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Improv 04

Review: mínim festival
(Centre Cívic Can Felipa, Barcelona. May 28-29, 2004)


Christopher Williams


Since I, an American, moved to Barcelona nine months ago, I’ve been searching for a Spanish or Catalan equivalent to the English “grassroots”. Though my quest continues, it’s becoming increasingly clear to me that the project is in vain: the word apparently has no place in the regional languages. After all, the “concept” is a part of daily life here, and as such, perhaps, needs no special articulation.


My notion of “grassroots” is a close relative of “DIY” (Do It Yourself), but it’s somewhat more specific than the notion we might encounter via punk rock or the Home Repair Channel. DIY implies to me that the “D” is a necessary expression of the “Y”, not simply its employment, the “I” being smudged by the heel of “Y”’s hand as “D” takes it from the page, all three letters becoming thusly present in execution or consumption. For example, when eating Serrano ham, one actually sticks a cleaver into the whole leg of a pig, leaving a fatty palimpsest for the next person to come along. (Contrary to the experience of horrified American tourists witnessing such a sculpture by the dozen in Barcelona bars and restaurants for the first time, many locals’ eating experience is enhanced by this food-event.)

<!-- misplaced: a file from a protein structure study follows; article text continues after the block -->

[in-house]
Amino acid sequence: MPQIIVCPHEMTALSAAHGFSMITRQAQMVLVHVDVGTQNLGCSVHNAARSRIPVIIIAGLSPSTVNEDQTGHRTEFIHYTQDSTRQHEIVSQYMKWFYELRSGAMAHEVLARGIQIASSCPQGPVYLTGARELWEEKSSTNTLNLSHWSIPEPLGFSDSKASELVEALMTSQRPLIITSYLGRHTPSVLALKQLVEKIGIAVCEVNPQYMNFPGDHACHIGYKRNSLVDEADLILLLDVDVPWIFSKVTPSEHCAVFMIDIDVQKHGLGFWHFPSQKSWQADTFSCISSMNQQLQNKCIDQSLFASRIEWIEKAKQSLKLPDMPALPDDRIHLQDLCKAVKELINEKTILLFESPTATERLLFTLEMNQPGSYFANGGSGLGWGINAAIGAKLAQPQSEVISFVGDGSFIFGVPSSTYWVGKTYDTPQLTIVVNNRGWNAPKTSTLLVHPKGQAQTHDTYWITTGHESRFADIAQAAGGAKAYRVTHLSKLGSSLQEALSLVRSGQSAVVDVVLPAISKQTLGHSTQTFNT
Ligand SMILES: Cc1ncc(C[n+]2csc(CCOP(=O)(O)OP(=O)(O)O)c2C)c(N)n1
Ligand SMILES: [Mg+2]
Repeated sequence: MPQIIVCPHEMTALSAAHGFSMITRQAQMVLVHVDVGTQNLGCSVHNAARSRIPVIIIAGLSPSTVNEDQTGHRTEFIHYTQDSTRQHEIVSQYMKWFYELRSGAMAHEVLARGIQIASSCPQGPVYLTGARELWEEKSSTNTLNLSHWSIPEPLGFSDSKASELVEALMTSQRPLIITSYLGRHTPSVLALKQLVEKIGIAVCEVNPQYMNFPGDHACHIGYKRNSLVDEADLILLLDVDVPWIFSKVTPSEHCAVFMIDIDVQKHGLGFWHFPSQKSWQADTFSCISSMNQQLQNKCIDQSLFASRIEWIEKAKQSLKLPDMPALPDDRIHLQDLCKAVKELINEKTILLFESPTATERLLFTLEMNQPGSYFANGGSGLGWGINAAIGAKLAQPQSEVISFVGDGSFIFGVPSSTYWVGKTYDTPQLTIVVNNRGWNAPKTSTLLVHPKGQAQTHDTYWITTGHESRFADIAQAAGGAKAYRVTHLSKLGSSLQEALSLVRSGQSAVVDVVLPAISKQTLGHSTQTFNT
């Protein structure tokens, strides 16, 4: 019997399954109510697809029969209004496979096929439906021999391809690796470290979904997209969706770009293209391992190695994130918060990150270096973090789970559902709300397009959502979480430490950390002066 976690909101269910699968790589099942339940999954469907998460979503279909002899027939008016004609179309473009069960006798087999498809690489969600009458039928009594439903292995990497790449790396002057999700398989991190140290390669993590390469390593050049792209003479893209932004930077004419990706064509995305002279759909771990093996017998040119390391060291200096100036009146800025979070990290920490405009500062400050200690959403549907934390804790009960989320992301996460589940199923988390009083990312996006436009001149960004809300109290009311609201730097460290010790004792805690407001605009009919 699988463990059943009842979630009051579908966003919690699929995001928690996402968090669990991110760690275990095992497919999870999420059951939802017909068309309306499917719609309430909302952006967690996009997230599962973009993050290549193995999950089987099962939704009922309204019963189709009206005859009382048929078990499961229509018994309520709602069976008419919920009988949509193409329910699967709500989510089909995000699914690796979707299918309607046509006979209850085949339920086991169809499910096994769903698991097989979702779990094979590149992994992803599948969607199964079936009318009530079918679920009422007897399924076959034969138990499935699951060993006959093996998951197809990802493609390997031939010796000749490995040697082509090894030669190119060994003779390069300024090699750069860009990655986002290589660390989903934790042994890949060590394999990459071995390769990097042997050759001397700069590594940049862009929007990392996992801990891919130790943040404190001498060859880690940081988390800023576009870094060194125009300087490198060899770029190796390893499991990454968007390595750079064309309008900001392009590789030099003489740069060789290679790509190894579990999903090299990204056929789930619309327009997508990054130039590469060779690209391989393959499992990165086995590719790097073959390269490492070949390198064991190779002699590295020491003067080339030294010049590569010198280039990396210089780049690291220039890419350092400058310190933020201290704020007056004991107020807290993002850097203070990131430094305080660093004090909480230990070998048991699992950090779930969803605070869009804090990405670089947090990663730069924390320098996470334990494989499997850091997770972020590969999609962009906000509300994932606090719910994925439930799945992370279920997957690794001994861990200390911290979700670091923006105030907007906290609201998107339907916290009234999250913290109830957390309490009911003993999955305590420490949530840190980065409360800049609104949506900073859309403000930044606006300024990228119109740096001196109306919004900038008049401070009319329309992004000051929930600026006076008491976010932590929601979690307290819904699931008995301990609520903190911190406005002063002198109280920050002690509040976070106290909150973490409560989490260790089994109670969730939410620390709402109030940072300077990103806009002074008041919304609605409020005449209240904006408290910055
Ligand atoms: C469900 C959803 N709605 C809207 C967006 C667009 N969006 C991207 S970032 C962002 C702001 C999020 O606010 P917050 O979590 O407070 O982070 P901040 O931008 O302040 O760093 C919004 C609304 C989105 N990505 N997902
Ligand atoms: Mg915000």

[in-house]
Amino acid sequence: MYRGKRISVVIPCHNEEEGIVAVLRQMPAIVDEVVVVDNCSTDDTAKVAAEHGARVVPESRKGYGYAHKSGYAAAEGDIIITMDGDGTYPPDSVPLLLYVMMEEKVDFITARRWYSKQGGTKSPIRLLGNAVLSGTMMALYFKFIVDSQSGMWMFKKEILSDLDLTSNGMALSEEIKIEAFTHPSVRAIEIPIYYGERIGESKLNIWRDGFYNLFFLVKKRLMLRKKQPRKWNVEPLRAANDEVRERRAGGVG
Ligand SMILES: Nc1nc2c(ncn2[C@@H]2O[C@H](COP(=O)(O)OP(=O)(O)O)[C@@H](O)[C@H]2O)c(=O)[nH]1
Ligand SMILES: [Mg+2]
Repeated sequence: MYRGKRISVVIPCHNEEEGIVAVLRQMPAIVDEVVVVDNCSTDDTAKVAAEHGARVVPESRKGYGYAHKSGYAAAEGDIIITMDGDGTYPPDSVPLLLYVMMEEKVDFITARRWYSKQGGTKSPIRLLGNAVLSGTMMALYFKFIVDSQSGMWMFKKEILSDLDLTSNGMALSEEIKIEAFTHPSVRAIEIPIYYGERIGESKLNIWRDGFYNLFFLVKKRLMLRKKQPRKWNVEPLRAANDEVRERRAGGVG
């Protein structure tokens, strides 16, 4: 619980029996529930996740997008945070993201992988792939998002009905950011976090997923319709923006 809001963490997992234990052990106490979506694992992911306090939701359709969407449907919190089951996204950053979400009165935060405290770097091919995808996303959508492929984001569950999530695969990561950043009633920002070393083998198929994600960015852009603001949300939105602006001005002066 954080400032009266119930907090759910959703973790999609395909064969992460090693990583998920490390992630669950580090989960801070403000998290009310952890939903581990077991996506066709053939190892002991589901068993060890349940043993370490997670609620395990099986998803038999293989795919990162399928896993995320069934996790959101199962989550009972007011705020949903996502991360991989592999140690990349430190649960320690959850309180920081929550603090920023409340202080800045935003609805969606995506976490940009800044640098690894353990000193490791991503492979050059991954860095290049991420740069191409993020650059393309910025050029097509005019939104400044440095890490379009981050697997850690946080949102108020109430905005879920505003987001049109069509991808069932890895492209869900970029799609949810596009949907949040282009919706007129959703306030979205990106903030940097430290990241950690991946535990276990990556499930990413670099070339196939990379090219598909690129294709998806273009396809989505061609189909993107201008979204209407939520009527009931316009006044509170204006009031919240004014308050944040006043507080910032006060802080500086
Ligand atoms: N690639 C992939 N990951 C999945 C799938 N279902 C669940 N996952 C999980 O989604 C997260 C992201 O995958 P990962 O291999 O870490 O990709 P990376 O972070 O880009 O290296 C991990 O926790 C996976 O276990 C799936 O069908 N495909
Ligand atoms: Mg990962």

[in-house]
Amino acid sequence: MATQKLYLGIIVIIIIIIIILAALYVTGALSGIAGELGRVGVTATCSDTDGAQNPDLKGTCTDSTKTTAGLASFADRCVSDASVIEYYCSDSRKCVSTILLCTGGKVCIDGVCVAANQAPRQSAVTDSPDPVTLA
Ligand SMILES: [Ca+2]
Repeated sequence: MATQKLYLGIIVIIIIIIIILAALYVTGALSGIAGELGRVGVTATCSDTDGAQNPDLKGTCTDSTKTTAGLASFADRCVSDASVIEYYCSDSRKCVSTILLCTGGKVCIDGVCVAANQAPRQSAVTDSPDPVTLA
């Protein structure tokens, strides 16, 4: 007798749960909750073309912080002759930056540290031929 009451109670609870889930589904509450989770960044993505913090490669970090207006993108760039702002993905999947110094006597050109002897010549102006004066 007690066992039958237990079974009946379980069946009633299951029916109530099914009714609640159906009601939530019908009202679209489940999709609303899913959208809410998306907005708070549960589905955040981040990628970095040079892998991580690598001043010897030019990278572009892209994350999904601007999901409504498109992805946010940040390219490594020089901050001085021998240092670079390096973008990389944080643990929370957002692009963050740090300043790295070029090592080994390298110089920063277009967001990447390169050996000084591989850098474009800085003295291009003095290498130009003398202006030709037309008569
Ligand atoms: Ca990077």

I propose that a grassroots endeavor is a social extension of this aesthetic. Such is IBA. These Improvisadors de Barcelona, the city’s most active free-improvised music and dance entity, have since 1998 produced over 150 concerts, talks, collaborations, and other events pertaining to their practice, while also maintaining a house band with its own touring and recording schedule. The collective work of currently active members Ferran Fages, Ruth Barberán, and Alfredo Costa Monteiro figures directly in the artistic vision of the programming, but rarely in an exclusive way. Ideology is minimal, a way of getting from here to there, and music much; IBA’s community is strong, holistic, and unpreoccupied by self-promotion. (Let’s eat the ham!)  They rarely attract more people to events than can be invited to a glass of wine and a bit of Barberán’s earth-shattering tortilla de patatas, but they do provide a deep and much-needed current of creative-musical substance to Barcelona at large.


A recent instance of their activities, mínim, convened nine musicians from seven countries in five acts for two nights of concerts on May 28-29, 2004 at the Can Felipa Civic Center in the barrio of Poble Nou. Though most of the music made this weekend tended toward granular sounds, sustained textures, and an embrace of silence (as is common enough), it was uncommonly diverse. A variegated landscape of interactive models, media, and aesthetic strategies was represented, happily and unpretentiously.